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The Yokes of Morvan
The Yokes of Morvan
Painting by Rosa Bonheur, 1849, Ploughing in the Nevers, Musée d’Orsay.

The Yokes of Morvan

by Phillippe Berte-Langereau of Morvan, France

We recently had to move the Miller archive of old books and magazines, and we had to do it in a relative hurry. Fifty years worth of accumulated reference materials, with many, many boxes of items long thought lost. Four of us packing, loading and unpacking – our urgency challenged by the discovery of hundreds of forgotten goodies. Two such items were large format, catalog-type magazines covering a certain region’s ox heritage. These were sent to us decades ago by Philippe Berte-Langereau of France (see his letter below). When we learned we would be able to print Rob Collin’s excellent MODA report in this SFJ, I immediately thought it would be a grand opportunity to share just a little bit from Philippe’s magnificent work. We do not know if these magazines are still generally available anywhere. If any of you know please share that information with us all. I selected the unique head yoking variations as a starting point for oxen discussions. In North America it would seem that the neckyoking systems of Ox hitching are far more common. I have only seen a handful of headyokes and those in New England and the Pacific Maritime provinces. LRM


Chers Amis,

Je m’excuse de ni fas vous ecrire en anglais. Un ami m’a donné votre adresse, il cof abonné a votre journal (J.F. Roubeyrie). Je vous envoie deux publications pus j’ai failes et susceptibles de vous intérester.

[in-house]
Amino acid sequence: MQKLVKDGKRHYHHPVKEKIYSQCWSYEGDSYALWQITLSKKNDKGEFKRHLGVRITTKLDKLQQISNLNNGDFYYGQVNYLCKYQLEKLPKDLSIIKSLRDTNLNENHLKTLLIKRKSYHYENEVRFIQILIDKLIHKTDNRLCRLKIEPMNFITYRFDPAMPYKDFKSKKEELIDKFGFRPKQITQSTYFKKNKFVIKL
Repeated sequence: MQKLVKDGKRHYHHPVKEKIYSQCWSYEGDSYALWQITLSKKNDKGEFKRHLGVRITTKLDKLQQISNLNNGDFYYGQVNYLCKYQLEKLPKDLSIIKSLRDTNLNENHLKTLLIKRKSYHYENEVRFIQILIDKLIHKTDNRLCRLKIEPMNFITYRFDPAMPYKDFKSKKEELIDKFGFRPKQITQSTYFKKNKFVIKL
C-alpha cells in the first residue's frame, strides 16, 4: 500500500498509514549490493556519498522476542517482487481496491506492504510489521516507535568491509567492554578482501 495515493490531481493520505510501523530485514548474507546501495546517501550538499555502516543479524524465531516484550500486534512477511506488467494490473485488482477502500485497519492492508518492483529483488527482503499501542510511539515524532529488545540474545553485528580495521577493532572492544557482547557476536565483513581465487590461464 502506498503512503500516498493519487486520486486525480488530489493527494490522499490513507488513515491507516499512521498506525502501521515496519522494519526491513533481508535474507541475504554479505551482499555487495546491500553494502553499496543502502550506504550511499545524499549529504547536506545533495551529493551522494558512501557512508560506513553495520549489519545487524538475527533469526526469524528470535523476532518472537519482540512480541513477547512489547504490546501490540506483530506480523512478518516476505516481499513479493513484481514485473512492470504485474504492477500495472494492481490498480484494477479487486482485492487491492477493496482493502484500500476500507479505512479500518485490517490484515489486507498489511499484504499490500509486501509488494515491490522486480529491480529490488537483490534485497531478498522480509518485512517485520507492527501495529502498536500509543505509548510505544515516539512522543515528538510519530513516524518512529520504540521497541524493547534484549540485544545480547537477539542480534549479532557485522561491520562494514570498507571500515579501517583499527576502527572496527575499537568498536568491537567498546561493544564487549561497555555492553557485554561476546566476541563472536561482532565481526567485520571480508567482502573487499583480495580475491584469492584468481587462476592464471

Pourriez-vous m’envoyes un epauflaire de votre journal? Je souhaiterais m’y abonnes.

Dans l’attente de votre réponse, veuillez croire eu mes sentiments distingués.

Philippe Berte-Langereau
St. André en Morvan
France


translation:

Dear friends,

I apologize for not writing to you in English. A friend gave me your address, he subscribed to your journal (J.F. Roubeyrie). I send you two publications which I have made and which may be of interest to you.

Could you send me an episode of your journal? I would like to subscribe.

Looking forward to your response, please believe in my distinguished feelings. Philippe Berte-Langereau

The Yokes of Morvan
The Yokes of Morvan
Head yoke viewed from the back. Hole for the draw chain.
The Yokes of Morvan
Template for one style of head yoke.
The Yokes of Morvan
In this design the cart pole is tied up to the bottom of the head yoke. There is likely a locator pin, from yoke to pole, to keep the arrangement from sliding.
The Yokes of Morvan
Big cart yoke from Athee, notice the steel strap to reinforce the hole through which the cart pole passes.
The Yokes of Morvan
The head yoke above, seen from the rear, is designed to take a pole or a draw chain. Also, views from behind yokes showing the hardware for hitching the draw chain.
The Yokes of Morvan
Two different approaches to fasten cart tongues to bottoms of yokes.
The Yokes of Morvan
Showing the wrap pattern for fastening the head yoke with rawhide.
The Yokes of Morvan
Illustrating two different horn wraps for securing head yokes.
The Yokes of Morvan
Tying off the head yoke to the ox.